All three parts are needed. The man needs to have a burden from God that he is called. He needs to meet the qualifications of 1 Timothy 3 and Titus 1, and people need to affirm, to attest that this is true. When a man truly is called by God, God is going to bring a consensus and people will listen, follow, learn, and grow as a result of that.

Now notice that verse 4 says when God calls a high priest it is a position of honor.

And no one takes the honor to himself, but receives it when he is called by God, even as Aaron was. Hebrews 5:4 (NASB)

Aaron was called, and God is still in the process of selecting men to be his ministers. Jesus Christ tells us in John 8:54 that God gave Him the honor. In John 5:37 we are told that the Father testified about Jesus. The Father testified through miracles, signs, and wonders. It is interesting to note that in John 5 Jesus lists different people who affirmed who He was. Jesus did not choose Himself. It was the Father who chose Him and gave Him the honor. It was the Father who identified Him as being the Savior, as being the Messiah. And we are going to see in verses 5 and 6 that the Father also identifies Him as being a high priest. Who chose Jesus to be a high priest? How do we know that Jesus is a high priest? The answer is the Father appointed Him.

Jesus Is A High Priest Also

Verses 5 and 6 now address a problem with which Jewish readers would struggle. How could Jesus be a high priest since He was a descendant from the tribe of Judah and not Levi? We will discover that the Holy Spirit masterfully addresses this issue.

So also Christ did not glorify Himself so as to become a high priest, but He who said to Him,
just as He says also in another passage,

Verse 5 is a quote from Psalm 2:7. The quote in verse 6 is from Psalm 110:4. Note that God the Father is speaking and we are told that Jesus, the Christ, the Messiah, is appointed a high priest after the order of Melchizedek.

Now you may ask, “Well, who is Melchizedek?” In Genesis 14 there are two armies, and they are in a battle. We will not walk through all the details, but one army eventually wins, and takes Lot, his family, and his possessions captive. Abram is pursuing the armies in order to rescue his nephew. Verses 17-18 says,

Then after his return from the defeat of Chedorlaomer and the kings who were with him, the king of Sodom went out to meet him at the valley of Shaveh (that is, the King’s Valley). And Melchizedek king of Salem brought out bread and wine; now he was a priest of God Most High. Genesis 14:17-18 (NASB)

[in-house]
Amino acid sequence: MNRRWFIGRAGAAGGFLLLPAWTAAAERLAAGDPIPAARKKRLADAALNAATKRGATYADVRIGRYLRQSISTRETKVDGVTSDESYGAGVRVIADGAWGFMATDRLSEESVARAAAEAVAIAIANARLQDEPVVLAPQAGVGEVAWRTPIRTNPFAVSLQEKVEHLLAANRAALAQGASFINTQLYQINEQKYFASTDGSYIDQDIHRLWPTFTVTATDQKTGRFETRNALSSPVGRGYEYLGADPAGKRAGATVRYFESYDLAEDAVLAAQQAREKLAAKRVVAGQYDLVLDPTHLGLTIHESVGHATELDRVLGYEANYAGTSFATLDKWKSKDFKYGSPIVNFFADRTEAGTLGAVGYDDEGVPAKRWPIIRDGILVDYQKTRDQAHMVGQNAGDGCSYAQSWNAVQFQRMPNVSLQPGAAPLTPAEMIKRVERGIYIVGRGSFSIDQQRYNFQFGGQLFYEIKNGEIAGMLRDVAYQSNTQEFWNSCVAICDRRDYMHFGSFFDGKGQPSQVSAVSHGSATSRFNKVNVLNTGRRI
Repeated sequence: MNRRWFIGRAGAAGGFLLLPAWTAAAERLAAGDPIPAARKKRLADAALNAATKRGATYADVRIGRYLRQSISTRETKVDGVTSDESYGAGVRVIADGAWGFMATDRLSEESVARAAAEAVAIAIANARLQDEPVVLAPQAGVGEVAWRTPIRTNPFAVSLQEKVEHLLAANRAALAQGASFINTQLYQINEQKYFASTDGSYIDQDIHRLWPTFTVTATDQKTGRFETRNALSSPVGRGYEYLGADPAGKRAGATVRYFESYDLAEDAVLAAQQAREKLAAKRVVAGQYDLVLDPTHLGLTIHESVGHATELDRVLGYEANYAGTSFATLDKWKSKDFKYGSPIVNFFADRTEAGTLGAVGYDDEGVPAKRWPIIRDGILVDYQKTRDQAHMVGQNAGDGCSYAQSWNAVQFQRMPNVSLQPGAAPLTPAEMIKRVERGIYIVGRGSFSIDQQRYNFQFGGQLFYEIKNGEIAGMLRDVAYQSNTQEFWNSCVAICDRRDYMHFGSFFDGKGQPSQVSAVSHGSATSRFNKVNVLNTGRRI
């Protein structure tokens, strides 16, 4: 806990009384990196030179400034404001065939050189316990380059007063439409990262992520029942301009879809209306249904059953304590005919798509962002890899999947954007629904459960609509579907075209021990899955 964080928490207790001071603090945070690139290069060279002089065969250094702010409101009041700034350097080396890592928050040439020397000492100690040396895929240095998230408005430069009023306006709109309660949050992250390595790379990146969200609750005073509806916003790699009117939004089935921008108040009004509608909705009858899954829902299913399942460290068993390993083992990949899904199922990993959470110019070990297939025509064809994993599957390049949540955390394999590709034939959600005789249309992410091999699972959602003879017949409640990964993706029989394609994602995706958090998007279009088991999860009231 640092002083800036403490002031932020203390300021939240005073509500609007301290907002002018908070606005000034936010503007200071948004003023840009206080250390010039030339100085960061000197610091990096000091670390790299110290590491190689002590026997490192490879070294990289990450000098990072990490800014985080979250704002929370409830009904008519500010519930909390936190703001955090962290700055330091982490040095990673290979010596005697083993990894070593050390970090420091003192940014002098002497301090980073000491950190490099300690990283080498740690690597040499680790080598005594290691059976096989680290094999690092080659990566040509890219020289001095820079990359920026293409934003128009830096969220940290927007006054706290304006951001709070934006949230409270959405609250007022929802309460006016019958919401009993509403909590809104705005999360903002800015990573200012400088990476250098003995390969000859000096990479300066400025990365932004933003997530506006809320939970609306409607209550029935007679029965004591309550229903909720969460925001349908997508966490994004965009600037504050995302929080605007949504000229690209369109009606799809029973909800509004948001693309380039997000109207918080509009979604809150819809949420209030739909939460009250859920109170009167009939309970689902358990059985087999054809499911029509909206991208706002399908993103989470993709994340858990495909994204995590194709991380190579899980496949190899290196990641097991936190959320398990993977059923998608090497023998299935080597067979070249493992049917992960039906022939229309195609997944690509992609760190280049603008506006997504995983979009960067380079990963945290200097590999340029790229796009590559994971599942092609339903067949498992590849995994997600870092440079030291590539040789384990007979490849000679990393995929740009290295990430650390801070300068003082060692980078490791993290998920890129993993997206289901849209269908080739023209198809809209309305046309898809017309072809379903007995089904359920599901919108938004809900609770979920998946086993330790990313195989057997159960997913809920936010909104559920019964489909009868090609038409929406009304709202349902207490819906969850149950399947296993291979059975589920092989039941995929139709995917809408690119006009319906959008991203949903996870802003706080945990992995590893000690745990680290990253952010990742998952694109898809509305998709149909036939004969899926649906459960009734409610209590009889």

Verses 17-18 inform us that Abram returns. He brings back Lot, Lot’s family and all their possessions. Then we are introduced to the King of Salem, also known as the King of Peace, or Melchizedek. He comes out to meet them and offers bread and wine. Verses 19 and 20 describe a blessing that Melchizedek gave to Abram.

He blessed him and said,
“Blessed be Abram of God Most High,
Possessor of heaven and earth;
And blessed be God Most High,
Who has delivered your enemies into your hand.”
He gave him a tenth of all. Genesis 14:19-20 (NASB)

When the last part of verse 20 says, “He gave him a tenth of all” it refers to Abram giving a tenth to Melchizedek. This is the first tithe in the Old Testament. What happened? Who is Melchizedek? He was a king, but he was also a high priest. He left Salem (also known as Jerusalem) and blessed Abram. This is the first time that Melchizedek appears in the Scriptures. He appears again in Psalm 110:4. The third time he appears in the Scriptures is in Hebrews chapter 5. He appears again in chapter 6 and the last time is in chapter 7. Chapter 7 will be a major discussion about Melchizedek. Melchizedek leaps onto the pages of Scripture in Genesis, and leaps off the pages of Scripture in Hebrews. He has no genealogy. There is no trace of his family in Scripture since his death is never recorded. He apparently has no beginning and no end in the sense that Scripture never mentions his birth or death. Therefore, one would draw the conclusion that Melchizedek was a high priest and is still a high priest. He continues being a high priest. It would appear that Melchizedek’s priesthood never—watch this—ended. That is the way it appears because Scripture does not talk about his death or his birth. It looks like Melchizedek is an eternal high priest (Hebrews 7:3).

The message of Hebrews 5:5-6 is that Jesus is a high priest just like Melchizedek. You may ask, “Who said that Jesus was a high priest?” God the Father did! God the Father said He is a high priest just like Melchizedek.

Jesus Offered Up Prayers

Christ Struggled At The Point Of Death

In verse 7 the Holy Spirit introduces us to the third point that a high priest needs to offer gifts and sacrifices. The answer we are given is,

In the days of His flesh, He offered up both prayers and supplications with loud crying and tears to the One able to save Him from death, and He was heard because of His piety. Hebrews 5:7 (NASB)